Another tool that helps to steer manuscript processing time, and which is available to journals in most peer review software systems, is the automatic invitation feature. This feature would be employed as part of an invitation strategy driven by the software system after the initial selection of potential reviewers. The potential reviewers are listed and prioritized by the responsible editor and then after the first invitation, the editor is free to let the software steer the invitation and review process. The main advantages of such a feature are two: 


  1. First, it’s easy on editors: This type of feature allows editors to monitor the peer review process without having the burden of steering it manually. The editor will be alerted when the required number of reviews has been met.


  1. Second, processing time: This is the part that relates to the theme of this post. When faced with a non-responder, the system will automatically send a cancellation message to the non-responder and invite the next reviewer on the list. This keeps the process on track timewise when it might otherwise be delayed due to the very human failings of a busy editor who forgets to invite the next reviewer.


Utilizing the automatic invitation and cancellation features might work well for some journals while also aiding in the overall reduction of manuscript processing times. However, turning these features on should be a joint editorial staff decision which is endorsed by editors.


When assistance is necessary


Administrators, as we’ve underscored in this piece, are at the heart of journal operations, and as that ‘point person,’ they also have to step in and assist others at times with the ‘Proxy’ feature. The use of this feature can be invaluable for keeping manuscript processing times on target when used in a discretionary fashion and with the consent and at the request of the encumbered author, editor or reviewer. 

For example: 

  • A confused author contacts the editorial office requesting a missing file be added to a resubmission. Proxying as the author, the administrator can both be helpful and avoid a time-consuming delay.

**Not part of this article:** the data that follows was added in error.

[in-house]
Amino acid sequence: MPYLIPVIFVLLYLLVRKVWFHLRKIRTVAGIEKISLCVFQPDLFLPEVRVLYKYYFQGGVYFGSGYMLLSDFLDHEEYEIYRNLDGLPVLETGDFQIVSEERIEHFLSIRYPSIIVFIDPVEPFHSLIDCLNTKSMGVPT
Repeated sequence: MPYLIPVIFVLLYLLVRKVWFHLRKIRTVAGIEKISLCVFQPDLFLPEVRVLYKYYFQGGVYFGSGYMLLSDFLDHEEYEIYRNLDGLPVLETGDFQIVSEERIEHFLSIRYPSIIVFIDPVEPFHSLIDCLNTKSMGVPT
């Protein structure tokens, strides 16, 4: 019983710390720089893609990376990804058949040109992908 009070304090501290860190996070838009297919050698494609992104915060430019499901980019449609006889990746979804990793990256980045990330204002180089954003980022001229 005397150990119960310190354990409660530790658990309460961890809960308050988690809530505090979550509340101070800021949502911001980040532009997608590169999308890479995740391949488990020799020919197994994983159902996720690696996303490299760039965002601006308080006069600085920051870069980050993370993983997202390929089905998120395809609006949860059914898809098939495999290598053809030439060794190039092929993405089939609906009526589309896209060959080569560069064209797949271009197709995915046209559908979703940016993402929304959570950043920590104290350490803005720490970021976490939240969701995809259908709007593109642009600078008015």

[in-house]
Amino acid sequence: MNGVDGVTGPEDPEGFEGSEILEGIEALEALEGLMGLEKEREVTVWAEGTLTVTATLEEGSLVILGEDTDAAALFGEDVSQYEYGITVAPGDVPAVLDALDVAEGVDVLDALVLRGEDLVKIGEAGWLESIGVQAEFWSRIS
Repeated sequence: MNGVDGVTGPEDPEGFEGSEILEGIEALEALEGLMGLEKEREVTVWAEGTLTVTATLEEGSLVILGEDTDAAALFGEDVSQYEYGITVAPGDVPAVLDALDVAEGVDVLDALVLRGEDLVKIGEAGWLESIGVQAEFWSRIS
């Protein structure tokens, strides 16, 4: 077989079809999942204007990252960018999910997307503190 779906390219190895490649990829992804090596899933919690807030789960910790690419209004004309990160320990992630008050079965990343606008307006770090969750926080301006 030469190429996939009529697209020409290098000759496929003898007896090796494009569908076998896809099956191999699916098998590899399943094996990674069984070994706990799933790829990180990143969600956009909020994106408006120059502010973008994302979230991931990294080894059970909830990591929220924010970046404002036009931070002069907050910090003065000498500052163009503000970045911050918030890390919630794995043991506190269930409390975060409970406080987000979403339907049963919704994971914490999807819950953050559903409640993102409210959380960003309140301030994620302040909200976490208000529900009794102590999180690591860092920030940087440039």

• The occasional senior reviewer, who refuses to go digital and emails his review to the editorial office contact. Proxying on behalf of this cherished reviewer reduces his stress while maintaining good relations and helps move the manuscript right along to the decision stage with all the data intact within the system. 
  • The editor who is due to input the decision on the manuscript, but suddenly cannot get to the computer. One phone call and the administrator can complete the process for the editor, and send the decision email on his or her behalf. 


Proxying is, of course, to be used in a discretionary manner, but remains one of the tools in the ‘target processing time’ toolkit available to the journal administrator.


In the end

Having features and tools built into your peer review system for controlling time parameters and following up on overdues is important, but the value is lost if the administrator doesn’t make use of them. The experienced journal administrator will know the tendencies of authors, reviewers and the journal’s editors, and proactively employ the tools available to steer the manuscript processing timeline. The administrator will also understand how important it is to walk the fine line between appreciating the journal’s valued contributors and reminding them when their task was due a week ago! Strike the balance – both in terms of the tools available to you and the relationships at stake. Utilize the necessary controls to ‘nudge’ tasks to completion when necessary, and keep your peer review journal running efficiently.


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Manuscript Manager 
Kultorvet 11, 2. floor
1175 Copenhagen K


Manuscript Manager encourages customers and business partners to uphold high standards in peer review. Thus, we refer to the standards of DOAJ, COPE and OASPA, when considering partnerships.